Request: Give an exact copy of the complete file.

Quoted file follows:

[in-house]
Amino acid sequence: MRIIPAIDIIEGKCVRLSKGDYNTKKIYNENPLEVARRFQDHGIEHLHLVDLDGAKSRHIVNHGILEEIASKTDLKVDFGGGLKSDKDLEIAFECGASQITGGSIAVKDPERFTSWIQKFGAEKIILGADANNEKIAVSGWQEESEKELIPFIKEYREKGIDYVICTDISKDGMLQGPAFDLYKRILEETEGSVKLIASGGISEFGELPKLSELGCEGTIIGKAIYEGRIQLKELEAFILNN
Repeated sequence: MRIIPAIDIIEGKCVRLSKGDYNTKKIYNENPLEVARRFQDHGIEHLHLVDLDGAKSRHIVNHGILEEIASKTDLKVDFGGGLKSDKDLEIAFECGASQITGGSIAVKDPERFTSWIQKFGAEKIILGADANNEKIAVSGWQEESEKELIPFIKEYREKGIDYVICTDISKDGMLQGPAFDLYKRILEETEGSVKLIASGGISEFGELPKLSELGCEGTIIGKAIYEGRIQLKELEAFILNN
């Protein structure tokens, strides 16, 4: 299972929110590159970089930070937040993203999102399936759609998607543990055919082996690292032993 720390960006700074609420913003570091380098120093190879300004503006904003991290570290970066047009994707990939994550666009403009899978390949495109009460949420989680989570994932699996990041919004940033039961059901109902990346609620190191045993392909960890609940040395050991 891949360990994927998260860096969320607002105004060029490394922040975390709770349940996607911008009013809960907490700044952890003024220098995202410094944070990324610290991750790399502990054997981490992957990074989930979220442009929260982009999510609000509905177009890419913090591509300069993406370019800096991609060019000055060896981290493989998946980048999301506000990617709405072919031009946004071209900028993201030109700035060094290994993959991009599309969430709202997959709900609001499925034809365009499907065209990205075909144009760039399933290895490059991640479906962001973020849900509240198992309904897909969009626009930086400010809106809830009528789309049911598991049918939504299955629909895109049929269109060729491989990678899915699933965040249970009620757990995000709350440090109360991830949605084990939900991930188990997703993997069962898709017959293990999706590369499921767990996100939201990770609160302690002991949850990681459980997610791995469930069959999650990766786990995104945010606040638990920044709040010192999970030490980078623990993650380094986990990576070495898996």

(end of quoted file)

[in-house]
Amino acid sequence: MRIIPAIDIIEGKCVRLSKGDYNTKKIYNENPLEVARRFQDHGIEHLHLVDLDGAKSRHIVNHGILEEIASKTDLKVDFGGGLKSDKDLEIAFECGASQITGGSIAVKDPERFTSWIQKFGAEKIILGADANNEKIAVSGWQEESEKELIPFIKEYREKGIDYVICTDISKDGMLQGPAFDLYKRILEETEGSVKLIASGGISEFGELPKLSELGCEGTIIGKAIYEGRIQLKELEAFILNN
Repeated sequence: MRIIPAIDIIEGKCVRLSKGDYNTKKIYNENPLEVARRFQDHGIEHLHLVDLDGAKSRHIVNHGILEEIASKTDLKVDFGGGLKSDKDLEIAFECGASQITGGSIAVKDPERFTSWIQKFGAEKIILGADANNEKIAVSGWQEESEKELIPFIKEYREKGIDYVICTDISKDGMLQGPAFDLYKRILEETEGSVKLIASGGISEFGELPKLSELGCEGTIIGKAIYEGRIQLKELEAFILNN
């Protein structure tokens, strides 16, 4: 299972929110590159970089930070937040993203999102399936759609998607543990055919082996690292032993 720390960006700074609420913003570091380098120093190879300004503006904003991290570290970066047009994707990939994550666009403009899978390949495109009460949420989680989570994932699996990041919004940033039961059901109902990346609620190191045993392909960890609940040395050991 891949360990994927998260860096969320607002105004060029490394922040975390709770349940996607911008009013809960907490700044952890003024220098995202410094944070990324610290991750790399502990054997981490992957990074989930979220442009929260982009999510609000509905177009890419913090591509300069993406370019800096991609060019000055060896981290493989998946980048999301506000990617709405072919031009946004071209900028993201030109700035060094290994993959991009599309969430709202997959709900609001499925034809365009499907065209990205075909144009760039399933290895490059991640479906962001973020849900509240198992309904897909969009626009930086400010809106809830009528789309049911598991049918939504299955629909895109049929269109060729491989990678899915699933965040249970009620757990995000709350440090109360991830949605084990939900991930188990997703993997069962898709017959293990999706590369499921767990996100939201990770609160302690002991949850990681459980997610791995469930069959999650990766786990995104945010606040638990920044709040010192999970030490980078623990993650380094986990990576070495898996």